Journal Information
Vol. 56. Issue 7.
Pages 418-419 (July 2020)
Vol. 56. Issue 7.
Pages 418-419 (July 2020)
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A Glimpse Behind the Hidden Curriculum
El currículum oculto ligeramente al descubierto
Pere Casan Claràa, Miguel Barrueco Ferrerob,
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Corresponding author.
a Facultad de Medicina, Universidad de Oviedo, Oviedo, Asturias, Spain
b Departamento Medicina, Universidad de Salamanca, Salamanca, Spain
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Since the famous American scholar and educator, Philip W. Jackson, in his book Life in Classrooms, defined the concept of the “hidden curriculum”, this term has been the source of much discussion in different educational forums.1 We might say that the hidden curriculum has become increasingly exposed, and that it is included in teaching content in a more or less systematic fashion, especially in medical classrooms. This is certainly the case in the Faculty of Medicine of the University of Salamanca, where classes are systematically taught with this concept in mind.2

Although the content of the hidden curriculum should be much wider and deserves an in-depth review, we would like to point out that different medical professionals and researchers, in some cases respiratory medicine experts, all with extensive teaching experience, collaborate in the day-to-day teaching of the theory and practice pulmonology in this faculty. We talk about constants in medical education, from Hippocrates to the present time, about the challenge of practicing medicine today and in an uncertain future, about how to inform a patient of their disease prognosis, especially in the case of cancer; we talk about women researchers and the added difficulty that this entails, while simultaneously covering the official programme, and talking about smoking, pneumonia, tuberculosis, lung cancer, asthma, and COPD.

It is important that students learn to listen to patients. Another important aspect of medical education that should be underlined is the participation of patients in the classroom, who come to explain to students the impact of the disease on their lives, thus encouraging the students to always value their patients as individuals, not just cases. At a time of rapid social changes, when digital life has almost completely replaced the analogue world, when values must be constantly questioned, a breath of fresh air in the curriculum content must be welcomed and applauded.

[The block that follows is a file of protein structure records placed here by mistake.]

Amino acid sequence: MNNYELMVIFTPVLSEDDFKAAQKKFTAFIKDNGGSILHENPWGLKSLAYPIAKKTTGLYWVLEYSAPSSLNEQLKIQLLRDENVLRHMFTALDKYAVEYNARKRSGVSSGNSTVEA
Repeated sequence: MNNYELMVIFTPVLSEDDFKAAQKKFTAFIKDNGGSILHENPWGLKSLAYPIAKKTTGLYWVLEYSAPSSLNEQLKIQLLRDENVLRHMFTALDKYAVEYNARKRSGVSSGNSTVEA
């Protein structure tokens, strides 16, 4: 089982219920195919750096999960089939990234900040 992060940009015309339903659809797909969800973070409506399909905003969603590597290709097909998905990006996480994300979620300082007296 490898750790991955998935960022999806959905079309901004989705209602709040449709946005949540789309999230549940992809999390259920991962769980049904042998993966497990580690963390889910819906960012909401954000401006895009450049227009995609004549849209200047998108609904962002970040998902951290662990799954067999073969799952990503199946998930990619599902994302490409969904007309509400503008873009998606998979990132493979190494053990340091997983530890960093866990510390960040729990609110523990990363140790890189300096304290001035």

We are well used to medical curricula that are designed almost exclusively with teachers and resources in mind – classrooms, laboratories or patients. The actual circumstances of the students, their emotional situation, their intellectual maturity, their previous knowledge or the future reality in which they will have to practice their profession is rarely taken into account. However, the content of the medical curriculum should not revolve around either teachers or students. The entire healthcare curriculum should be guided by the type and characteristics of the patients the students will meet in their professional practice. Professor Ludwig W. Eichna, in a magnificent article published several years ago in the New England Journal ofMedicine3 reminded us of this obvious fact. However, adapting medical education curricula to the reality of diseases now and in the future, taking into account the training requirements and teaching resources at our disposal, and using the best lecturers and professionals for the job, is a difficult, though achievable, objective we must all work towards.

Despite deficiencies in structural, human, and technological resources, for which we are all jointly responsible, we need high doses of “educational enthusiasm” and must seek out methodologies that do not require resources that are unavailable both now and, presumably, in the near future, but instead optimize the resources available today. Furthermore, as active members of SEPAR and our respective universities, we continue to endorse the role of pulmonologists in the teaching of pulmonology. We want them to be involved in undergraduate teaching: as Professor Millán might say, we need to do something that is easier said than done: teach the art of teaching.4

This is the moment to call on our colleagues to become affiliated with universities and to offer their best efforts to guide our specialty towards greater heights. Let us help humanize medical education, let us avoid the easy option, and let us “demand the impossible”. There will always be a question to answer, there will always be a goal to reach, until we breathe our last breath, which, incidentally, will also be a respiratory issue.

Ph.W. Jackson.
La vida en las aulas.
6.ª edición, Editorial Morata, (2001),
M. Barrueco Ferrero, A. Pascual Rodríguez, R. Cordovilla Pérez, M. Jiménez Lopez, V. Guevara Velázquez.
Utilidad del aula para la enseñanza de neumología en el grado de medicina. Una oportunidad poco aprovechada.
L.W. Eichna.
Medical-school education, 1975–1979: a student's perspective.
N Engl J Med, 303 (1980), pp. 727-734
J. Millán Núñez-Cortés.
Una clase en un aula.

Please cite this article as: Casan Clarà P, Barrueco Ferrero M. El currículum oculto ligeramente al descubierto. Arch Bronconeumol. 2020;56:418–419.

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